control means receiving said electrical signal and said reference signal being responsive to the phase difference therebetween to control said means for directing radiation to maintain the phase relation between said reference signal and said electrical signal substantially constant; and
indicator means responsive to said control means for providing an indication corresponding to the movement of said scale.
2. The combination as defined in claim 1 including automatic gain control means coupled between said generator means and said radiation sensitive means for comparing the amplitude of said electrical and reference signals and controlling the gain of said radiation sensitive means so that the amplitude of said electrical signal is a function of the amplitude of said reference signal.
3. The combination as defined in claim 1 wherein said means for directing radiation comprises:
a plurality of optical fiber bundles mounted to direct radiation from a source through said plurality of variable passages toward said common area; and
chopper means positioned for sequentially interrupting the radiation directed through said plurality of fiber bundles so that radiation is received by said radiation sensitive means from various ones of said plurality of passages in said preset sequence.
4 The combination as defined in claim 2 including optical means for forming an image of a plurality of trans parent sectors of said scale on said plurality of reticles.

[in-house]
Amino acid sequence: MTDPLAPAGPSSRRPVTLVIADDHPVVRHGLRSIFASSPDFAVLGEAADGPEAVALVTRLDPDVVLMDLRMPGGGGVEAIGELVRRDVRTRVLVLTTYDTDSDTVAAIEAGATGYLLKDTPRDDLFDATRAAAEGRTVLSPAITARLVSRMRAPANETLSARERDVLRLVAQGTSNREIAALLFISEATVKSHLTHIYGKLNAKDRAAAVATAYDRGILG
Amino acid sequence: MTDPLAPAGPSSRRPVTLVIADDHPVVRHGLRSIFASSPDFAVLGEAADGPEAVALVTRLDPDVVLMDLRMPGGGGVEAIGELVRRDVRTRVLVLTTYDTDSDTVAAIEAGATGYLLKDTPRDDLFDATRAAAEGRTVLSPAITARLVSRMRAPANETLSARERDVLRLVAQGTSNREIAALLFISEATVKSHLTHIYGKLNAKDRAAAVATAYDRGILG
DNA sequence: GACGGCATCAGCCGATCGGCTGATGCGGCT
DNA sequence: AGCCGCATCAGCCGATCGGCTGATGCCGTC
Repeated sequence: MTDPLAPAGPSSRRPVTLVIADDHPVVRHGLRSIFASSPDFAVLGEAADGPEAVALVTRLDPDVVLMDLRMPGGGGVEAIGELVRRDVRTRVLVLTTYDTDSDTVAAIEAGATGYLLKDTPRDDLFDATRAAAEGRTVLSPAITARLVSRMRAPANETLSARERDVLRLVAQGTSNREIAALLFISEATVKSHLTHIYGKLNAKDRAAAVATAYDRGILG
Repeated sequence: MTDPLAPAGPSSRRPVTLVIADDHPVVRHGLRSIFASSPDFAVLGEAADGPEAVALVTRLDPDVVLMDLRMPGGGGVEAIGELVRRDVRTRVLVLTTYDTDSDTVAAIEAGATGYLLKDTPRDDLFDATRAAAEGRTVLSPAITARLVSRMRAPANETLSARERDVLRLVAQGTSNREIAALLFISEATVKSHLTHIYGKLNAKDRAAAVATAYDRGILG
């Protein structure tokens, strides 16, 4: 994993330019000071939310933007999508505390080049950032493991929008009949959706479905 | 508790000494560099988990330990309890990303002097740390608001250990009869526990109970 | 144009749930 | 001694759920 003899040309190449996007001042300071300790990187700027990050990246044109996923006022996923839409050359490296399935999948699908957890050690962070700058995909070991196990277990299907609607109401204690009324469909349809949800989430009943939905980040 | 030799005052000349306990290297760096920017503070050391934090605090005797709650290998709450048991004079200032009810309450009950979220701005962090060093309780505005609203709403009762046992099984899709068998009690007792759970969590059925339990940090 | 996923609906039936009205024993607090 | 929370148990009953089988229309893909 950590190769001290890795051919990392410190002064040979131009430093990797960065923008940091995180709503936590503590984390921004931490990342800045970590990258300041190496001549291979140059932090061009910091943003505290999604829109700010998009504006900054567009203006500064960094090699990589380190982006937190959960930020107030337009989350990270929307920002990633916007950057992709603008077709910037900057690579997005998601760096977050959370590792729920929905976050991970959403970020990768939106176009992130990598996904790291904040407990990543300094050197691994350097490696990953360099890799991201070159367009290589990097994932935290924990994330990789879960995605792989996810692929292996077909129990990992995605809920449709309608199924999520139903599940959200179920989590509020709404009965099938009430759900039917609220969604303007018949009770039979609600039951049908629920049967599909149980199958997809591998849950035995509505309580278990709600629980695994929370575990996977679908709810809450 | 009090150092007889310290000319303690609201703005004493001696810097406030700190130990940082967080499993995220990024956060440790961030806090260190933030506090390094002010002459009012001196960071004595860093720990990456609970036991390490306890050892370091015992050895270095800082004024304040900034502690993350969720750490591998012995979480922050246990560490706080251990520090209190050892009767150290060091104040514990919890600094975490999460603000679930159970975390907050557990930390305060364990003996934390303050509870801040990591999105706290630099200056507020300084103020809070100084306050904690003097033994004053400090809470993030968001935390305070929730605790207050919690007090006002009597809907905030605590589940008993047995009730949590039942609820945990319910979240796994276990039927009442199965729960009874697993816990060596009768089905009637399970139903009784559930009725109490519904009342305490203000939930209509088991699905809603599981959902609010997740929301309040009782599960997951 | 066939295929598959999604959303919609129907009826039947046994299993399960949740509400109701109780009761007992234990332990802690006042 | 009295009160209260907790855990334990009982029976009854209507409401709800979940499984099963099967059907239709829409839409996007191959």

5. The combination as defined in claim 3 wherein:
one end of said plurality of optical fiber bundles is.
juxtaposedt form a row; and
said chopper means includes a disc mounted for rotation in a plane substantially parallel to said row, said disc being formed with a plurality of radiation transparent arcuate slots radially spaced from the point of rotation of said disc at various distances determined by the spacing of said plurality of optical 10 fiber bundles in said row, and motor means for rotating said disc at a substantially constant rate whereby said slots in said disc provide a passage for radiation from said passages of said various scalereticle combinations to said radiation sensitive means in a continuous periodic sequence.
6. An optical-electrical system comprising:
a scale, formed with a plurality of uniform markings thereon, mounted for movement along a predetermined path;
a plurality of reticles, each of said reticles being formed with at least one radiation transparent passage;
means including a source of radiation for directing radiation toward said scale;
lens means mounted along said path for transmitting images of separate portions of said scale markings;
mounting means mounting said plurality of reticles along said path with each reticle receiving an image of a separate portion of said scale markings and with a different phase relation between the images received and the position of the transparent passages of said plurality of reticles so that the pattern of intensity of radiation passing through each of said plurality of reticles varies in a substantially cyclic pattern in response to the movement of said scale with a predetermined phase shaft between the cyclic patterns;